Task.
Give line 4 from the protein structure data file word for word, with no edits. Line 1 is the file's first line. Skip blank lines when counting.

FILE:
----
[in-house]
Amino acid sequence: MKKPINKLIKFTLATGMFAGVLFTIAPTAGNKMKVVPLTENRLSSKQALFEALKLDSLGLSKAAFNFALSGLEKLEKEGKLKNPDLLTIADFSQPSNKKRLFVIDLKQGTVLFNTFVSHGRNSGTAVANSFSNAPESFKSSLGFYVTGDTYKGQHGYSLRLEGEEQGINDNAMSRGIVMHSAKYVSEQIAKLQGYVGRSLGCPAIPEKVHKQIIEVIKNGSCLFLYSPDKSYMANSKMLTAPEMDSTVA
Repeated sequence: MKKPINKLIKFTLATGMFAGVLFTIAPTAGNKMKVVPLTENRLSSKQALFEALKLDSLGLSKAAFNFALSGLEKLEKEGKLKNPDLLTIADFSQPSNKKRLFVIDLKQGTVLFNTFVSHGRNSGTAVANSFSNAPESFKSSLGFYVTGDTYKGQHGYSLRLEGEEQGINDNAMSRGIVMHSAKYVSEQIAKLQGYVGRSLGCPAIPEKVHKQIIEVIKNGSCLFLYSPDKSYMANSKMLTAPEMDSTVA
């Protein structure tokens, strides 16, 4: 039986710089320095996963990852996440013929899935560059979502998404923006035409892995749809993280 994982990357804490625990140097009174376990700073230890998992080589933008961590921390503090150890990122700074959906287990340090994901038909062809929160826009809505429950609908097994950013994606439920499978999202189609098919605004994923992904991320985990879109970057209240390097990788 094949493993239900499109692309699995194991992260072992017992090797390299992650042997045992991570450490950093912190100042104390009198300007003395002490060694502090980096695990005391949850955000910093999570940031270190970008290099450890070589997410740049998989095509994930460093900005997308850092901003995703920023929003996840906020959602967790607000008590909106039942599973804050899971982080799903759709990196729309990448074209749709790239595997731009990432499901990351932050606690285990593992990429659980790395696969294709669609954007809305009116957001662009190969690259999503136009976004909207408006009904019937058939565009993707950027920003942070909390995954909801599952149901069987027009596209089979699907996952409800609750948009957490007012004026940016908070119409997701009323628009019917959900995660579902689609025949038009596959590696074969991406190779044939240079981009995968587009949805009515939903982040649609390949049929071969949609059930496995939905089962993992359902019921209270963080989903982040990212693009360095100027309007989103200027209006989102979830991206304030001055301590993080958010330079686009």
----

């Protein structure tokens, strides 16, 4: 039986710089320095996963990852996440013929899935560059979502998404923006035409892995749809993280 994982990357804490625990140097009174376990700073230890998992080589933008961590921390503090150890990122700074959906287990340090994901038909062809929160826009809505429950609908097994950013994606439920499978999202189609098919605004994923992904991320985990879109970057209240390097990788 094949493993239900499109692309699995194991992260072992017992090797390299992650042997045992991570450490950093912190100042104390009198300007003395002490060694502090980096695990005391949850955000910093999570940031270190970008290099450890070589997410740049998989095509994930460093900005997308850092901003995703920023929003996840906020959602967790607000008590909106039942599973804050899971982080799903759709990196729309990448074209749709790239595997731009990432499901990351932050606690285990593992990429659980790395696969294709669609954007809305009116957001662009190969690259999503136009976004909207408006009904019937058939565009993707950027920003942070909390995954909801599952149901069987027009596209089979699907996952409800609750948009957490007012004026940016908070119409997701009323628009019917959900995660579902689609025949038009596959590696074969991406190779044939240079981009995968587009949805009515939903982040649609390949049929071969949609059930496995939905089962993992359902019921209270963080989903982040990212693009360095100027309007989103200027209006989102979830991206304030001055301590993080958010330079686009």